Second-year starting quarterbacks Kaepernick, Wilson are key men in revived Seahawks/49ers rivalry

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Colin Kaepernick and Russell Wilson have been asked to define their offenses this year, with varying results. (John Froschauer/AP)

Colin Kaepernick and Russell Wilson have been asked to define their offenses this year, with varying results. (John Froschauer/AP)

RENTON, Wash. -- The Seattle Seahawks and San Francisco 49ers will be looking for different things when Pete Carroll's team heads down to the Bay Area this weekend for a Sunday rematch of one of the NFL's most compelling rivalries with Jim Harbaugh's bunch. The 11-1 Seahawks would put a bow on the NFC West with a win and come one step closer to home-field advantage for the playoffs -- a prospect that no potential postseason opponent wants. The 49ers would gain a measure of revenge and recompense after Seattle thrashed them 29-3 in Week 2 at CenturyLink Field, and a win would further establish them as one of the teams opponents don't want to face anywhere. They've come much closer to that with their current 8-4 record after a five-game winning streak glossed over a rocky start.

There's the additional factor of similarity -- both teams are built on outstanding defense, a power running game, and the efforts of second-year starting quarterbacks Colin Kaepernick and Russell Wilson. These are two franchises too similar to have regard for each other, though there is an obvious respect on both sides. Carroll and Harbaugh are two coaches who have bucked the recent trend of NFL failure among college coaches, and their beef goes back to the days of the PAC-10, when Carroll was at USC and Harbaugh was at Stanford. It seems that these two teams and their coaches are destined to compete against each other in smashmouth fashion.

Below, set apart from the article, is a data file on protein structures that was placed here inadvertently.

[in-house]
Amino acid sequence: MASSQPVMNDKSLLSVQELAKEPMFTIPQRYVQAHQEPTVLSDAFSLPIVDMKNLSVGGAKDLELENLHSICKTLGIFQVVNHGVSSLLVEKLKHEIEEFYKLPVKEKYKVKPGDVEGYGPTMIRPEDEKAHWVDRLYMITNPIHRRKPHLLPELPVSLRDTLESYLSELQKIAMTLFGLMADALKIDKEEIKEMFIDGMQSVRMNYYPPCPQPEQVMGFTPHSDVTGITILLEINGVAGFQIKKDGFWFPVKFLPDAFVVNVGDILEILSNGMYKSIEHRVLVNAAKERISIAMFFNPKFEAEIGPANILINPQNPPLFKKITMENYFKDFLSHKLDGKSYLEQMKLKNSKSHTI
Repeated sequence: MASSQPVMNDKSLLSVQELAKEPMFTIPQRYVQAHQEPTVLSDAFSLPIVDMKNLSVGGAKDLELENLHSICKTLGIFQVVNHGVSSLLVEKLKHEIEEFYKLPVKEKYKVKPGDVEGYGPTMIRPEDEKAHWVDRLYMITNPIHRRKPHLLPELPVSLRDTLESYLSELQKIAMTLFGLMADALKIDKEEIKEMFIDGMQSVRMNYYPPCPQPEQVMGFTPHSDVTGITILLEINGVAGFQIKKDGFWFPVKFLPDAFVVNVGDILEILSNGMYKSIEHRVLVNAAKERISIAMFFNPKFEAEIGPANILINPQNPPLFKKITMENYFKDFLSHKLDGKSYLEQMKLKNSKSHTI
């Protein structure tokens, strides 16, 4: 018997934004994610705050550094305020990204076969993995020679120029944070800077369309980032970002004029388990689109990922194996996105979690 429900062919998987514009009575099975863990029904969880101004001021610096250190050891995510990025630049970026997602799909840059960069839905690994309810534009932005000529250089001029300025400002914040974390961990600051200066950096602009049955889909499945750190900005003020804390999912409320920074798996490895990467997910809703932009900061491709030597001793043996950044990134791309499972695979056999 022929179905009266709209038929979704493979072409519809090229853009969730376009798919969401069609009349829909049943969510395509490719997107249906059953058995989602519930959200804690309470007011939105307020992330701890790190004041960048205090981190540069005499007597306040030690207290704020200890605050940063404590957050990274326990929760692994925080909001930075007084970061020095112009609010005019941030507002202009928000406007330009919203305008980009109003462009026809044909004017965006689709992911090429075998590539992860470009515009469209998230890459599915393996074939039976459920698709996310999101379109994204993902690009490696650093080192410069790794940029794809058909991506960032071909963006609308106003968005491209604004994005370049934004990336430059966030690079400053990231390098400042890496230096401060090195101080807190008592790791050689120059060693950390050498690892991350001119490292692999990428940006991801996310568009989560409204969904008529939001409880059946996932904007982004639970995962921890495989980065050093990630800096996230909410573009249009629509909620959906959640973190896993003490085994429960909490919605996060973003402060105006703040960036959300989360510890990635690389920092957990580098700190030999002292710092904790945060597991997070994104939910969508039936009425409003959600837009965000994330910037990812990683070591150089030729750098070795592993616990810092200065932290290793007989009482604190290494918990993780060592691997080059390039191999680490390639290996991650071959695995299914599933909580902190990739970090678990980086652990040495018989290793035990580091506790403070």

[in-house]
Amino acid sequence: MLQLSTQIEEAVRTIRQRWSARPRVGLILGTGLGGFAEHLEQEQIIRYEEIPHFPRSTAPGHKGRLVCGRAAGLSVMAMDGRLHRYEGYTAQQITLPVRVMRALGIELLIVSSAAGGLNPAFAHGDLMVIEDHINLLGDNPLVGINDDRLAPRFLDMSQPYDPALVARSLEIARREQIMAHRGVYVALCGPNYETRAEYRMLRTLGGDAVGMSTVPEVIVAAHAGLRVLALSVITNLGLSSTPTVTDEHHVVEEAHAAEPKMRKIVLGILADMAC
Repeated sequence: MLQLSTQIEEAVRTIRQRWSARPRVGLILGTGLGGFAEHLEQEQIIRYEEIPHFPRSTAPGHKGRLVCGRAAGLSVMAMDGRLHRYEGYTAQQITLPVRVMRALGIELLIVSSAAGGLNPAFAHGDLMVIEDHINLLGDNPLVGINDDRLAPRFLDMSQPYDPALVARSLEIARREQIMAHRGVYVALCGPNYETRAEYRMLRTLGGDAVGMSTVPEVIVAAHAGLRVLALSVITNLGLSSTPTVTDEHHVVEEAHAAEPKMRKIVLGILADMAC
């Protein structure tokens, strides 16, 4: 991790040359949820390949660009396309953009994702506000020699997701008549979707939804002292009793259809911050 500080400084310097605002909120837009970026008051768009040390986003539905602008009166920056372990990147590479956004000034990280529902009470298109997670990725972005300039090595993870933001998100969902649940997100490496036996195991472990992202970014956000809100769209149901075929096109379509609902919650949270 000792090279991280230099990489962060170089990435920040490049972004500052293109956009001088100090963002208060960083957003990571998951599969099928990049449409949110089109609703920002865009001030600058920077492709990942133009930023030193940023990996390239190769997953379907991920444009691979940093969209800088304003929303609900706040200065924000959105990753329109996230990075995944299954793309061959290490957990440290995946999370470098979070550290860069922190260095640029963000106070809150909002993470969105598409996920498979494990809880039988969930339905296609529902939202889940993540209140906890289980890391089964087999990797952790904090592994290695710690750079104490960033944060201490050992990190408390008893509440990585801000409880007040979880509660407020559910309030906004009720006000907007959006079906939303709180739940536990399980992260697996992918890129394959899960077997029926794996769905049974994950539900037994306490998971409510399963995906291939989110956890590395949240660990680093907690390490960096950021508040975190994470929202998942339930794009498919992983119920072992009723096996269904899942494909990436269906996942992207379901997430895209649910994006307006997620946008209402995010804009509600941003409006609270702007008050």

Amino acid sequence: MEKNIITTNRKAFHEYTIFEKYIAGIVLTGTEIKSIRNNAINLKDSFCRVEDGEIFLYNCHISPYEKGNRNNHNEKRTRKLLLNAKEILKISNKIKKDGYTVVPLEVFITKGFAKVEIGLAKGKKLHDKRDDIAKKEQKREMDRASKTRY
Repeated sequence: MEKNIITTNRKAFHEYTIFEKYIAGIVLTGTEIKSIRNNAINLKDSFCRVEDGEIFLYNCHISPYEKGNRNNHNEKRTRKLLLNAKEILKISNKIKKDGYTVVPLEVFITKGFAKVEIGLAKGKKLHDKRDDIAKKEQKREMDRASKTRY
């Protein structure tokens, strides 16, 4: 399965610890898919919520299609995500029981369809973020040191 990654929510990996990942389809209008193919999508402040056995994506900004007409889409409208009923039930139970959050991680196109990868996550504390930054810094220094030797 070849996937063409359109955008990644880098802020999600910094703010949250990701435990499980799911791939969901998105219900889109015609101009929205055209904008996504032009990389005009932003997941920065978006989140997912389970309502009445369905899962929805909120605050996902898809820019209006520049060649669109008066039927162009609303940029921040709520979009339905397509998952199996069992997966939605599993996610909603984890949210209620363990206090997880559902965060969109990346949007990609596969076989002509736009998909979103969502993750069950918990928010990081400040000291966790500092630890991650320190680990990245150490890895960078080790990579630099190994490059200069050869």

As 49ers tight end Vernon Davis said Wednesday, "It might be the most intense game this season, because those guys don't like us, and we don't like them."

As Wilson and Kaepernick grew into their current roles as leaders and definers, the two teams bullied back and forth with old-school football, but each team has expanded their playbooks to take better advantage of their qarterbacks' special and unique skills. As Kaepernick showed during San Francisco's road to a near-Super Bowl win last season, he's got every possible tool any quarterback could ever want. At his best, he seems like an evolutionary version of Randall Cunningham -- an impossibly lean and dangerous runner who can also throw the ball half the field on a rope with accuracy.